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  • Chance Hales

Snow and Sports Cars

On New Year’s Day, my wife and I were in Park City with Todd and Paul. Not expecting snow, we drove our Porsche Boxster over the 7,200 ft Parley’s Summit to get there. Then we were hit with one of the biggest snow storms of the year. Paul offered us to stay the night at his place, but stupidly, we turned him down and headed home. It was slow going and we got a lot of funny looks when passing someone in their SUV. The Boxster just settled into its winter tires and trucked through the un-plowed mountain pass. The entire drive I kept thinking, I am so glad to be in a car where I can feel everything through the chassis. We made it home without any issues.

Many people shudder at the thought of daily driving a sports car through a snowy, Utah winter; I on the other hand, embrace it. There is so much fun to be had on slick roads. In fact, I believe everyone should try driving a sports car at least once in the winter with proper winter tires. It isn’t as bad as people make it out to be. In fact, I survived daily driving my 1967 Ford Mustang through winter, without winter tires, traction control, anti-lock brakes or a working heater. I managed but don’t think I’ll try that again, not without winter tires anyway.

I’d rather drive my BRZ or Boxster this time of year than a typical AWD/4x4 snow machine. Both these cars offer such good road feel that I can practically feel every snowflake on the ground. Every little slip of the tires is amplified by a thousand, letting the driver know what is happening long before things get out of control.

Too many people think they need an all-wheel or four-wheel drive vehicle to get around in the snow. Many of the people driving them have a feeling of invincibility, but the heavy weight of many AWD vehicles makes stopping and discerning road feel more difficult.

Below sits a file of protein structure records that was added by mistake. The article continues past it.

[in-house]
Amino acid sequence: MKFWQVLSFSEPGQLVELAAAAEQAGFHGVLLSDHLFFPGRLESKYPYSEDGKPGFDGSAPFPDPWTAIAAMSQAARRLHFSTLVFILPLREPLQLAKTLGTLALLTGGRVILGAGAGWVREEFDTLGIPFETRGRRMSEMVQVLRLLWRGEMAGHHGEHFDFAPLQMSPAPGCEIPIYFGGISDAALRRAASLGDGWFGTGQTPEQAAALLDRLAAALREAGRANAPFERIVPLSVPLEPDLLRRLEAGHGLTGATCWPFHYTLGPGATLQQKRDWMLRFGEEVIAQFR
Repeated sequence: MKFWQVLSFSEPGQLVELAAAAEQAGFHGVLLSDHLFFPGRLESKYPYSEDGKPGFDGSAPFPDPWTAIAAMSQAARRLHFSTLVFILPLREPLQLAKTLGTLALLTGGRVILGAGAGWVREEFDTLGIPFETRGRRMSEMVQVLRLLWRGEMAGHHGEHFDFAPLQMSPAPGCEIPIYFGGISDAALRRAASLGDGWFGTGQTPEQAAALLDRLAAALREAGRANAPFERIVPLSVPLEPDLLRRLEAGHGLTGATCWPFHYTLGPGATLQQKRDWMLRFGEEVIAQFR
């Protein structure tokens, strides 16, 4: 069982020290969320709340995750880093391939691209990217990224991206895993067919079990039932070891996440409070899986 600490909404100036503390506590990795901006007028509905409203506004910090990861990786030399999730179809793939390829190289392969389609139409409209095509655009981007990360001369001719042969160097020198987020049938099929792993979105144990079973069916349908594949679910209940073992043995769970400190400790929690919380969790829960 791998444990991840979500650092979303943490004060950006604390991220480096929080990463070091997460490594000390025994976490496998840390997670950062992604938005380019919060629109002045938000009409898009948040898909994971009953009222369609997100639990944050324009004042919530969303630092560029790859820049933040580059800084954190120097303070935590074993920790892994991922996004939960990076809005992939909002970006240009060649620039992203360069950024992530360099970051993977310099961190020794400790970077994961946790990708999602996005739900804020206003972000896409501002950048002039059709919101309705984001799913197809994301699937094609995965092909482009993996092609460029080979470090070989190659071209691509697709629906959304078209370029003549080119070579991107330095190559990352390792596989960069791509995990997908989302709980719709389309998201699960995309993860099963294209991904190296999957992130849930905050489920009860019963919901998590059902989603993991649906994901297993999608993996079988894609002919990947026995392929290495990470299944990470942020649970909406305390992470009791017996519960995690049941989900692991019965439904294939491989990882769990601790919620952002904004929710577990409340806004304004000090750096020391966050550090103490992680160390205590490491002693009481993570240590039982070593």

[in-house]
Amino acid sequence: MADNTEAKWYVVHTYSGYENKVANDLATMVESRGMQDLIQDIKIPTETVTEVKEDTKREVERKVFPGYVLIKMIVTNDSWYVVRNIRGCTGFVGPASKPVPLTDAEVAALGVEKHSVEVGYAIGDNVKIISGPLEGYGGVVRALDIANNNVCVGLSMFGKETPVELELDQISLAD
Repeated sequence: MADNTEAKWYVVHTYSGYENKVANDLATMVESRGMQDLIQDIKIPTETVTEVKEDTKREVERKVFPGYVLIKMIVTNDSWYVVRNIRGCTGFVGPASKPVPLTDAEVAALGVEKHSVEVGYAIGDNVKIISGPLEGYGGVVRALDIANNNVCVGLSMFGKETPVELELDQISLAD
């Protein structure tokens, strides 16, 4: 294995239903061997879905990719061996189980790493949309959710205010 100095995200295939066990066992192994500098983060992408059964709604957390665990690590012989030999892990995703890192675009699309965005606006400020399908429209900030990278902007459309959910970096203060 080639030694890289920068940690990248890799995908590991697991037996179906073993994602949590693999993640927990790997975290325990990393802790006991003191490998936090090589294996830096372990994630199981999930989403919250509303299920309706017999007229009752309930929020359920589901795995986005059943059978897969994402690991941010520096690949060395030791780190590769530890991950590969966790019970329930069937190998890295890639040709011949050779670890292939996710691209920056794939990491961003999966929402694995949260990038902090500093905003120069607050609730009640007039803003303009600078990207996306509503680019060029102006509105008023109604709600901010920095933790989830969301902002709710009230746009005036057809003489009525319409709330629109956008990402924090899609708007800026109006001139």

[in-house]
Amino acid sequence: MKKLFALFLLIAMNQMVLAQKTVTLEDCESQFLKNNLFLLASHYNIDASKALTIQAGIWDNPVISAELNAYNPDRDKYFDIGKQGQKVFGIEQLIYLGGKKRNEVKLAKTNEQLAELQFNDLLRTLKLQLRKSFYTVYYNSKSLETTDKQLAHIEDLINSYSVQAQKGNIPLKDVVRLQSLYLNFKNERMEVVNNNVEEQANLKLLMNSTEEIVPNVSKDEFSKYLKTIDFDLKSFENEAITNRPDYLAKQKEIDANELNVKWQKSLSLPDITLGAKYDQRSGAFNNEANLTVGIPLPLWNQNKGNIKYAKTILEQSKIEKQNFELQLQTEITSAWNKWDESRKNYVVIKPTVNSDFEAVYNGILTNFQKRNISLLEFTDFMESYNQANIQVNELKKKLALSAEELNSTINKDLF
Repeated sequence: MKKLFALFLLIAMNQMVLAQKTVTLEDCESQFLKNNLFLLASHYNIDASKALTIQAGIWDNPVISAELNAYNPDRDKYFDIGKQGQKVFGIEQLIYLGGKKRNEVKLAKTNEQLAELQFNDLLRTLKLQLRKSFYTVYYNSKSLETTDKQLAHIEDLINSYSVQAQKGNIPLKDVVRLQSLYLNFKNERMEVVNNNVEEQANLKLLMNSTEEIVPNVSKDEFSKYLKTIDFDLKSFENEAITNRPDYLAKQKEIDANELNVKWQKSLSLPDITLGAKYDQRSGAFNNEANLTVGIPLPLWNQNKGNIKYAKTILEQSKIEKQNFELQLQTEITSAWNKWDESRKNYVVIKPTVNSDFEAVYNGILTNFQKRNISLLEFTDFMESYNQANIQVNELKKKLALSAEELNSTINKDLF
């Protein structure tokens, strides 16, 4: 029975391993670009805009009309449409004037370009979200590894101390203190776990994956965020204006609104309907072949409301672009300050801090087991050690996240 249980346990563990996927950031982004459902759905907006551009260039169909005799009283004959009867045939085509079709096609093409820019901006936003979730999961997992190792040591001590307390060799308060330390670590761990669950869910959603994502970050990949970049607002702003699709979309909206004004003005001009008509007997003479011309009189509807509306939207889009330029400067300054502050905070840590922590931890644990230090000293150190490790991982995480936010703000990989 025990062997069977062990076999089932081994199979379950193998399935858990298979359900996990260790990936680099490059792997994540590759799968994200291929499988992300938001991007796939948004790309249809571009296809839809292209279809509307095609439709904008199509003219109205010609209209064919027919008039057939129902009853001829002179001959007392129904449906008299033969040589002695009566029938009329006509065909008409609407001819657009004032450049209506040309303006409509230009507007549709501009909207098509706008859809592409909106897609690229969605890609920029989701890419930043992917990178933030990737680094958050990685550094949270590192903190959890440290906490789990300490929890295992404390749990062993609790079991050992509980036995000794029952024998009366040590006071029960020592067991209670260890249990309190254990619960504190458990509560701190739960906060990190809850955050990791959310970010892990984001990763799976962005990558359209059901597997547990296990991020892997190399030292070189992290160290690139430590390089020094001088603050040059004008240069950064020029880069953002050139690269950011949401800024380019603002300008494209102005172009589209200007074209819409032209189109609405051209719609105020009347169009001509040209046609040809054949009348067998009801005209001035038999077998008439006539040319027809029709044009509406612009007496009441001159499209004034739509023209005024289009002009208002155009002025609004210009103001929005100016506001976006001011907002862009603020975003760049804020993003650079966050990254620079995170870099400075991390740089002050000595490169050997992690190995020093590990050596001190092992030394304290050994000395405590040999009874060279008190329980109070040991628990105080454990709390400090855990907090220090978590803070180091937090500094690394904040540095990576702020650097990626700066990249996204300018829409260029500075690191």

Having a good set of winter tires helps more than having all-wheel drive alone. The winter tires on my BRZ and Todd’s FR-S have given us traction where all-season tires won’t. Attentive driving is still required, but they give you more time to react when things get hairy. Winter tires aren’t a cheap investment but a lot less expensive than balling up your car.

Then there’s the added benefit to driving a RWD sports car in the winter: empty parking lots. Snow covered parking lots offer endless sideways entertainment at relatively safe speeds. You can also learn about your car and yourself. Perhaps during the first snow fall of the season, instead of grabbing your snowboard and heading for the slopes, find yourself an empty parking lot and play around a little. Doing so will be a good reminder of how your car drives in the snow and on slick surfaces. It serves as good practice and may help you control your car in any weather conditions.

It was snowing as I left the house this morning and my wife said to me, “I hear it’s slick out there, so be careful.” I smiled. The main road near my house was plowed, but not very well. As I rolled up to the stop sign in my BRZ, I turned traction control off and waited until there was no traffic. I then proceeded to leave the neighborhood completely sideways. A perfect day for a sports car in the snow!

Photos: Chance Hales

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